“Kids benefit from being with other kids,” says Gray, now in her 40th year teaching children. “That’s because they’re much better at watching and copying each other than they are at listening to what an adult is telling them. It feels less like a lesson, and more like an adventure.”
Steamboat’s class sizes are larger, from six or seven kids to as many as nine during jammed holiday weeks. But Steamboat’s instructors make a point of meeting and talking to each child ahead of time, to see what makes him or her tick. It helps them to assess each child, and put him or her with similar kids. “We sometimes divide them by boys and girls, because the kids themselves like it that way,” says Gray.
Because many of the kids who enroll in Steamboat’s programs are there for the week, with the same instructor nearly every day, Gray takes the long view. “I always remind parents who want to ski with their kids after class to stay on the same trails they skied in class, and not take them up to steeper, harder terrain. If the kids are afraid and they sit back on their skis — the hardest bad habit to break — the teacher has to start all over again the next day to restore a sense of confidence.”
At the Kids’ Ski & Snowboard clinics at Taos Ski Valley, New Mexico, it’s the instructors who are at the heart of the program, according to Amanda Blake, marketing director, whose grandfather, Ernie Blake, founded the ski school that carries his name. “The instructors are our greatest strength,” she says. “Making sure the kids like what they’re doing is the secret to our success. And that means hiring people who are kids at heart, people who want to get out there and play.”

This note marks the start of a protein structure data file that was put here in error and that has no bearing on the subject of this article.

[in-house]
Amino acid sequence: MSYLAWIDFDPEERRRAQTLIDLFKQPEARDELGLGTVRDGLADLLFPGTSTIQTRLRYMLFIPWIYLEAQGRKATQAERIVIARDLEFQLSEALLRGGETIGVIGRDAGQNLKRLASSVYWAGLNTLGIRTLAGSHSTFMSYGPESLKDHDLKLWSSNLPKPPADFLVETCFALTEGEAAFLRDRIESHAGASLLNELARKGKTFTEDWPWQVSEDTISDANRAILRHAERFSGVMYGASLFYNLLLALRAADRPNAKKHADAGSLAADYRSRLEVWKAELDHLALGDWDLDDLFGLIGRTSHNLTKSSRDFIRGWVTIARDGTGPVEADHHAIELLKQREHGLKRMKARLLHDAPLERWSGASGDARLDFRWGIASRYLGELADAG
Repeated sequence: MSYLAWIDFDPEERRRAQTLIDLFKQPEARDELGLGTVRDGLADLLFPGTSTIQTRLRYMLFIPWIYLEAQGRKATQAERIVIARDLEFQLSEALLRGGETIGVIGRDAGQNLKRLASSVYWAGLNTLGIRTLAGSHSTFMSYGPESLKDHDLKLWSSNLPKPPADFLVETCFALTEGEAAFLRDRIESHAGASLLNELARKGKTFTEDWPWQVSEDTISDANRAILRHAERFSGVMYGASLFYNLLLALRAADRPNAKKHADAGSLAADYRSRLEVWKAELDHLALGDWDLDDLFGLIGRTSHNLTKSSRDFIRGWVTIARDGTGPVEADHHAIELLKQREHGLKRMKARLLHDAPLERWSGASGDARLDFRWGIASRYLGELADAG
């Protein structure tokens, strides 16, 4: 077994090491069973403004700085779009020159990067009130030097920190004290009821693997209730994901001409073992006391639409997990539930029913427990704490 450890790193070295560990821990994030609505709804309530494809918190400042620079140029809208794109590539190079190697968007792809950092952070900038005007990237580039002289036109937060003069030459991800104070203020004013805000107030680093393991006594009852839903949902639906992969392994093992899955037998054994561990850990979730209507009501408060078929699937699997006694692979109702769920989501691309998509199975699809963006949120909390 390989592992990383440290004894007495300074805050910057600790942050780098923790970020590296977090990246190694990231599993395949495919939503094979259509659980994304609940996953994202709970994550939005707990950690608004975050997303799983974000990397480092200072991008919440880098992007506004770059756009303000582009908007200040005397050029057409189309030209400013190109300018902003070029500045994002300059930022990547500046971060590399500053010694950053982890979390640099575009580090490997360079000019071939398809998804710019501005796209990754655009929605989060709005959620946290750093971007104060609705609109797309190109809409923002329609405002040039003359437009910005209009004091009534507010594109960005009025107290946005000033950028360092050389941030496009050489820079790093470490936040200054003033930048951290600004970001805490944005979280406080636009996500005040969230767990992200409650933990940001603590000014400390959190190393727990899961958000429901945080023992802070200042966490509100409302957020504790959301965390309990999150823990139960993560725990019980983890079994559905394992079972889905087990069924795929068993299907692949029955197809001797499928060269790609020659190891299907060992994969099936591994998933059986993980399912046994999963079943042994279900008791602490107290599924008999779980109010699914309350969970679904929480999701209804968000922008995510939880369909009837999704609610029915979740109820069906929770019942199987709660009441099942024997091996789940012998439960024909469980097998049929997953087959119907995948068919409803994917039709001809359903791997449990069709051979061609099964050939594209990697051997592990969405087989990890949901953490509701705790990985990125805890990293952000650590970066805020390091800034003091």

At Taos, whose offbeat southwestern-alpine culture is unlike that at most other ski resorts, the kids’ lessons aren’t as formulaic as they are for adults. So when hiring for the children’s programs, they look for people with enthusiastic, enterprising, even goofy personalities, people with a knack for making lessons fun and interesting.
“We’re a bit different from other places because Taos is a real town,” says Blake. “Many of our employees live nearby, including 130 staff who’ve been here for 30 years.”
The conclusion? Look for a kids program with small classes, an emphasis on getting to know the kids, instructors who like being with children, and a belief that the lessons are as much about discovering a remarkable outdoor sport as they are about learning specific skills.